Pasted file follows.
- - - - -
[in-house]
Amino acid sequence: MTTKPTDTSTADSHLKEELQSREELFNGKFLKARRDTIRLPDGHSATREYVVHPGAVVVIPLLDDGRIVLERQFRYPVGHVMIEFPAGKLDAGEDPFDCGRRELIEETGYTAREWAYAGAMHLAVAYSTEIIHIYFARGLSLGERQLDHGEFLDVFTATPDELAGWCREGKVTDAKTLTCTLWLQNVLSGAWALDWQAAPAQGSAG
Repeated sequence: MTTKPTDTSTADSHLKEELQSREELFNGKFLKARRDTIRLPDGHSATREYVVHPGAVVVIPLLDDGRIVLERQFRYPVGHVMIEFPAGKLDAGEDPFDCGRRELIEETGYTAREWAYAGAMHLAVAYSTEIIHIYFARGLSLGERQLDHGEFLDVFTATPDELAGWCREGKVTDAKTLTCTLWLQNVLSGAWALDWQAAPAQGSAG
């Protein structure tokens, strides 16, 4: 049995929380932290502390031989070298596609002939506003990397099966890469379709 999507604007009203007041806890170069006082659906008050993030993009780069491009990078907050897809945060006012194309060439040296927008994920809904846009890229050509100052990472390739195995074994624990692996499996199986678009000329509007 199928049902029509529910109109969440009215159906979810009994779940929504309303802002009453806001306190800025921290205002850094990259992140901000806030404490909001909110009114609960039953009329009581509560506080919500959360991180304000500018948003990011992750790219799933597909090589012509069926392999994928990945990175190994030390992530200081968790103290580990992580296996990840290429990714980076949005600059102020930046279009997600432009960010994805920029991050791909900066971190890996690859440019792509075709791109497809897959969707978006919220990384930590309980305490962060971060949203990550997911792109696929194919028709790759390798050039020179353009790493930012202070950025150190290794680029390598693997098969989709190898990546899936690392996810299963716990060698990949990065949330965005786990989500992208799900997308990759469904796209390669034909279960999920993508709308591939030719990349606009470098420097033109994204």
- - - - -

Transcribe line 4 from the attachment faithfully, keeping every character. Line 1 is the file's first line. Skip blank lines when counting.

């Protein structure tokens, strides 16, 4: 049995929380932290502390031989070298596609002939506003990397099966890469379709 999507604007009203007041806890170069006082659906008050993030993009780069491009990078907050897809945060006012194309060439040296927008994920809904846009890229050509100052990472390739195995074994624990692996499996199986678009000329509007 199928049902029509529910109109969440009215159906979810009994779940929504309303802002009453806001306190800025921290205002850094990259992140901000806030404490909001909110009114609960039953009329009581509560506080919500959360991180304000500018948003990011992750790219799933597909090589012509069926392999994928990945990175190994030390992530200081968790103290580990992580296996990840290429990714980076949005600059102020930046279009997600432009960010994805920029991050791909900066971190890996690859440019792509075709791109497809897959969707978006919220990384930590309980305490962060971060949203990550997911792109696929194919028709790759390798050039020179353009790493930012202070950025150190290794680029390598693997098969989709190898990546899936690392996810299963716990060698990949990065949330965005786990989500992208799900997308990759469904796209390669034909279960999920993508709308591939030719990349606009470098420097033109994204």